I hate politics with my art. Hate it. Despise it. Watch me vomit up chunks and chunks of ill written and rancid pieces of Fountainhead. Lawrence C. Connolly just had to commit high aesthetic crime and pour some thick assed politics into Striking Terror. I mean really guys I ask you cant we just leave well enough alone and let people be homicidal maniacs just for the sake of being homicidal maniacs? Blood for Bloods sake that’s my motto. Striking Terror hits you over the head with the political philosophy that being paranoid about terrorists is driving this country down. Thing is I can agree with that. Paranoia is the eighth deadly sin but my god do I have to hit over the head with the fact?
Signal to Noise by Gerard Hoarer has the unfortunate attribute of being lukewarm in quality which means I’ll soon be forgetting about it. Striking Terror? Unfortunately I’m going to be remembering that one till the day I die. Signal to Noise though is just there I’m afraid. It has an interesting idea but the delivery is just off. It has the “You are the main character” gimmick in which the reader is addressed directly in the story. I’m sure it can be done right by someone but not by Mr. Houarner I’m afraid. Pity though, this one actually had some sort of possibility behind it.
Last call, this issue of Cemetery Dance is worth the five bucks if for nothing else then the articles. The fiction left me a bit dry but it wasn’t a total waste. In the very least I got a cool ass decaying skull on the cover that is sure to be a poster someday. Chad Savage did that little green one-eyed booger and a fine job he did.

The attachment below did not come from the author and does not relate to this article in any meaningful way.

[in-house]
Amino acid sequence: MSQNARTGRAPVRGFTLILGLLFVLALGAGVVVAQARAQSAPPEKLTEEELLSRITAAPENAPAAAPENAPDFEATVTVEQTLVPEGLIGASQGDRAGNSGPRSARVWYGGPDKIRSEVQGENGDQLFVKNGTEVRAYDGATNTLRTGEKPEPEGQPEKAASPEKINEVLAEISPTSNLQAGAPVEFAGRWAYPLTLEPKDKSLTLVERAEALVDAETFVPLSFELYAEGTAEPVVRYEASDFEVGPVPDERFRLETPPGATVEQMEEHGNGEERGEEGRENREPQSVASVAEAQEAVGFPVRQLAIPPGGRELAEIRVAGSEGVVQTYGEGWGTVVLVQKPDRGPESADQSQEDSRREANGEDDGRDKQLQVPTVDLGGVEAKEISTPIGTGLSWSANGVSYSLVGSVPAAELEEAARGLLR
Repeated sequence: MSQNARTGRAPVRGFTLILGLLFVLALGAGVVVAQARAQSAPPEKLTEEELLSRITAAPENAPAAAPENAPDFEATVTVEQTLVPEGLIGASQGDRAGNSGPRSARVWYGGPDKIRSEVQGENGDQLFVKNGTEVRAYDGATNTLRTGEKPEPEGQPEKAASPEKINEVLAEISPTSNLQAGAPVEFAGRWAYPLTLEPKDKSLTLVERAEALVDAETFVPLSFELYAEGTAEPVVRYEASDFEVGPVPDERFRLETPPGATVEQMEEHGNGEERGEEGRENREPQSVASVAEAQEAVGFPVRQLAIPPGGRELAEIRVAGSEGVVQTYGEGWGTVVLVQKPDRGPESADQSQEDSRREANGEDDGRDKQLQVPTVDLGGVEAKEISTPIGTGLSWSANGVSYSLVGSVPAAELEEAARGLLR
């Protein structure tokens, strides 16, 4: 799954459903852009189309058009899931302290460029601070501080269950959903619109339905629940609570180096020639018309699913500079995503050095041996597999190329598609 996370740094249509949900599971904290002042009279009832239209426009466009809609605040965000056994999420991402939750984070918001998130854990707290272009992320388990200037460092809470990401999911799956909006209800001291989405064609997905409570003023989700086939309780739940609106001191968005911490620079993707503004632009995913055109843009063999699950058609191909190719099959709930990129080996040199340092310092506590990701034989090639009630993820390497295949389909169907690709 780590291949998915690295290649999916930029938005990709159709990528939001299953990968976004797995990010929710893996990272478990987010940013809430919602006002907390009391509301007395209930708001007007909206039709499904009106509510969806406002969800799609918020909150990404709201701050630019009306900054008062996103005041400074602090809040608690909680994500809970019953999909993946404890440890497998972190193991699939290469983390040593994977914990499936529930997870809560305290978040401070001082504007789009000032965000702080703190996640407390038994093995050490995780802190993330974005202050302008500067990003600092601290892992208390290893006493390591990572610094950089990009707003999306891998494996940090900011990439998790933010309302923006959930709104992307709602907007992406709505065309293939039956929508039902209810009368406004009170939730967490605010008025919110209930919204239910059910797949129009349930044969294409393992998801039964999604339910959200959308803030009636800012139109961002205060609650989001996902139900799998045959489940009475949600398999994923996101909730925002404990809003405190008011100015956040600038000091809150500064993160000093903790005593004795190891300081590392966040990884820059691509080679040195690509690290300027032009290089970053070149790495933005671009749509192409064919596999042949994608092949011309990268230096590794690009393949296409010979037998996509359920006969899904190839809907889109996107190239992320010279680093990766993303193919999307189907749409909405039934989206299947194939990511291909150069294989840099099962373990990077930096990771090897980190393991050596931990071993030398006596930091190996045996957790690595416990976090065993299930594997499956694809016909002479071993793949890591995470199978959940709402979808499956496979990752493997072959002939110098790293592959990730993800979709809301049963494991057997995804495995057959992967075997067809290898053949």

Contents and quick thoughts:
Hide Witch Hide by Nance Holder
Reading it right now. Nothing memorable, nothing terrible it’s the same fate as Signal to Noise but better written.
Striking Terror by Lawrence C. Connolly
I’m starting a new movement, fear for fear’s sake as a reaction against this story. Thank you.
Hook House by Sherry Decker
Reading this one over again. I like it it’s a thick little story, sort of an atmospheric old style haunted house story. By far the best written story in the mag. Really deserves a longer review on it’s own but it’s not the kind of story you can catch hold of first reading. Horror readers of the traditional bent will love this one.
John Wilson by Clifford V. Brooks
Another strong one. Written in poetry form.
Misdirection by Tony Richards
I don’t know what to think about this one. It was the story that first made me want to pick the mag up. The opening paragraphs were about this creative arts festival in Scotland and me being a bohemian nut had to throw away my five bucks just for that premise alone. Another well written one and a memorable conclusion but it sort of felt gimmicked in the end. As if the writer was thinking “This is a cool idea now lets build a story around it.” I may be too picky about this one. As an added bonus there is a righteous drawing of Shiva the death head juggling instruments of the homicidal maniac variety. Drawn by Julia Morgan-Scott it’s bound to be another poster.
Signal to Noise by Gerard Houarner
The most forgettable one of the magazine. Sorry guy but nice try.
Nancy Holder as interviewed by Hank Wagner
It’s a standard interview with the author piece. Nothing really that stands out there.
David Morrell by Hank Wagner
Cool question in this one. Morrell is a great subject with interesting ideas.
Richard Matherson by William P. Simmons
Mr. Matheson doesn’t want to write horror anymore. Please write him a get well card.
Spotlight on Publishing: Prime Books by Ivy Fehervari
I’m at a loss to review this in any sort of objectionable way since I don’t read a lot of articles about books publishers. Interesting behind the scenes look at an independent though. Sean Wallace seems very honest about the business and openly critiques what he sees as the main problems in the horror industry.
The rest is reviews, editorial, and The Mothers and Fathers Italian Association. Good biting reviews focusing on the independent horror world. And then there’s the Stephen King routine. You know I like Stephen King and eagerly await the end of the Dark Tower come September but is a monthly column really all that necessary?